EducationLeonardo Sciascia Humanities High School (1999-2004), University of Messina (2004-2009), University of Pavia (2009-2012)
QualificationsMaster’s Degree in Materials Engineering, PhD in Physics
Work HistoryThis is my first job
Current JobComputational scientist at RAL
Favourite thing to do in my job: That one moment when you realize that a theory or a prediction you did matches perfectly what happens in reality.
My Work: I work with computers to simulate atoms and subatomic particles. We use that to investigate the smallest structure of many things, from pharmaceuticals to archaeological artefacts.
Everything is made up of atoms, and atoms are made up of particles: protons, neutrons and electrons. But how do such basic components – there are less than an hundred different atom species in nature, and only three particles that make up all of them! – give rise to such an incredible variety of different materials, ranging from hard, cold metal, to brittle, transparent glass, to wood, cloth, paper, or even our own bodies? The answer always lies in the way those few atoms are arranged and combined on sizes that are too small to be seen with any normal microscope (we’re talking billionths of a meter here). At those sizes odd things happen, and in order to understand how atoms arrange themselves and how they move you need a bizarre set of laws, those of Quantum Mechanics. These laws are mathematically very complicated, and doing some good old math by hand is not going to solve the problem they pose.
That’s where the work of the group of scientists I am part of comes in. We use computers to run these calculations for us and deduce the properties of materials from their atomic structures. At a microscopic level, diamond and a pencil’s lead are both carbon atoms – and if you looked at how those carbon atoms are arranged, you wouldn’t see much difference. But with computers we could tell that one’s going to be black and soft and the other a shiny gemstone even without actually seeing the real thing! Of course this is not very interesting – we already know that much – but when studying new molecules and materials it can be very helpful. We can imagine new substances which have never been produced in reality, or take a closer look at stuff we already know something about, telling us not only “what” happens, but also “why” it happens that way.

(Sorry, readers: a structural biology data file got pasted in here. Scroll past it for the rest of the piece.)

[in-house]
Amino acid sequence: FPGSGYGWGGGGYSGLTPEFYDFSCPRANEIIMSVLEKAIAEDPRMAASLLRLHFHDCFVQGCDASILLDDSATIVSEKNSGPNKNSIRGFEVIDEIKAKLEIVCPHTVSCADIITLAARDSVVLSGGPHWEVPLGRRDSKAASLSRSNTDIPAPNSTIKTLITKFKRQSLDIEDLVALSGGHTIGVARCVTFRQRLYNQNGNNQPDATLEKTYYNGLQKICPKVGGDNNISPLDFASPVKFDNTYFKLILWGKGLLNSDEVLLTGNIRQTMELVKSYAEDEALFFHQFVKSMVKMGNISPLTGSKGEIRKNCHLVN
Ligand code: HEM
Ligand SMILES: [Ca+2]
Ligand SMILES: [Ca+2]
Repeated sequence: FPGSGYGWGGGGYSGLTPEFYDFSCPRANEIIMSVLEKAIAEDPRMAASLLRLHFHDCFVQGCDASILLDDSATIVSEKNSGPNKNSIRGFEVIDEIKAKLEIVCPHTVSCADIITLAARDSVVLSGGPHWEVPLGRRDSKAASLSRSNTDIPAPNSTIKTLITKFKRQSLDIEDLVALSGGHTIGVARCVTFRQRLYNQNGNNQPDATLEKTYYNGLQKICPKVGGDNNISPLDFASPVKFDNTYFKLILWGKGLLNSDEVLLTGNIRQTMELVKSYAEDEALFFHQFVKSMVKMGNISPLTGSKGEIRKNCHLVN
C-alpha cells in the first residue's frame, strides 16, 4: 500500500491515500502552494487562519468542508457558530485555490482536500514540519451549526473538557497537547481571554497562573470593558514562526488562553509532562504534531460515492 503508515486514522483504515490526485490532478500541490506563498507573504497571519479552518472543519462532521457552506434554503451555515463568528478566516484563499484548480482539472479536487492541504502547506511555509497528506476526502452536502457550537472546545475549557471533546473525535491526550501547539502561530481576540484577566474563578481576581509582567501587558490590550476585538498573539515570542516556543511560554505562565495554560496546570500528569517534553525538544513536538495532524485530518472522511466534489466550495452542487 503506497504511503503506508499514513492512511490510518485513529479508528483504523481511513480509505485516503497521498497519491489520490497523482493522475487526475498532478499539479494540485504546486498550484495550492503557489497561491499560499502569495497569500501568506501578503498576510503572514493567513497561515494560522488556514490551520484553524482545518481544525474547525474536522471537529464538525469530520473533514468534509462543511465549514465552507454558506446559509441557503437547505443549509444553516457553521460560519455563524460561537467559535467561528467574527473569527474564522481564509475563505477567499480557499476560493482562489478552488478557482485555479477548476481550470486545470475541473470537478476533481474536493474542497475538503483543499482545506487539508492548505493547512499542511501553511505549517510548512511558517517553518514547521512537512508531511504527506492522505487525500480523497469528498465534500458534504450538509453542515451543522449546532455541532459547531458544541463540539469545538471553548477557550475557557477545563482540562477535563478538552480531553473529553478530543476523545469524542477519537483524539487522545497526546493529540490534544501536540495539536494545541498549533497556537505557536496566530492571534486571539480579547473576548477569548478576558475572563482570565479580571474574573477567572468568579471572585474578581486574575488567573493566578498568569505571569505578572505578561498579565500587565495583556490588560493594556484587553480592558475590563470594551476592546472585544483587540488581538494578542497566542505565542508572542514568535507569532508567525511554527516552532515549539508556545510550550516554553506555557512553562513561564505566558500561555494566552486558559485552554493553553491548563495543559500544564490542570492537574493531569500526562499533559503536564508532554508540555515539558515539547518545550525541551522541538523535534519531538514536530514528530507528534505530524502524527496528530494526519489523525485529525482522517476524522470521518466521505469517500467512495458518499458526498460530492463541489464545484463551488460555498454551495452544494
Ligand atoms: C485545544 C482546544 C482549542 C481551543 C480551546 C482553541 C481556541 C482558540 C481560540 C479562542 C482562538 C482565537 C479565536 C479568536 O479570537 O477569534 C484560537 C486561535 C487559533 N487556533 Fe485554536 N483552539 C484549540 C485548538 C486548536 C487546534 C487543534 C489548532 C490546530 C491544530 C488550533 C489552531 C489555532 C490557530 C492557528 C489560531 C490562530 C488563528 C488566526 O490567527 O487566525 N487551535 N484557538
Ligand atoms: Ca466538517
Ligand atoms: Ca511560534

My Typical Day: Nothing too exciting here – I spend most of the time sitting at a computer!
My work is very theoretical – it’s more about trying to understand the results of experiments other people do, for example, than doing those experiments myself. For this reason, my typical day of work is not too exciting – I get up, take the bus, spend the day in front of a computer in my office, and go back home. I have been in the lab during some of my past research though, so I know my way around it, and if needed I still work a bit with experiments. Most of the time, however, it’s all about writing computer code or running mathematical calculations – there is a lot of science going on, but not much movement!
How would you describe yourself in 3 words?
Earnest, curious, stubborn.
What or who inspired you to follow your career?
Nothing in particular, it just grew on me. I always loved reading and learning about how things worked.
What was your favourite subject at school?
What did you want to be after you left school?
A scientist or a comic book writer. Well, guess I couldn’t really be BOTH.
Were you ever in trouble at school?
Not with my studies. I did undergo a bit of bullying now and then, but nothing serious.
If you weren't doing this job, what would you choose instead?
See above – a comic book artist is what I would have liked!
Who is your favourite singer or band?
Hard pick… but I think it has to be David Bowie. “Life on Mars” is just that good.
What's your favourite food?
I’m Italian, so lasagna, of course.
What is the most fun thing you've done?
One night long running around masked at the carnival of Venice (it ended up with me and my friends sleeping on a train at 5 am by the way).
If you had 3 wishes for yourself what would they be? - be honest!
Abundant clean energy, interstellar travel, and to be the one who discovers them both!
Tell us a joke.
“A joke”. That was easy.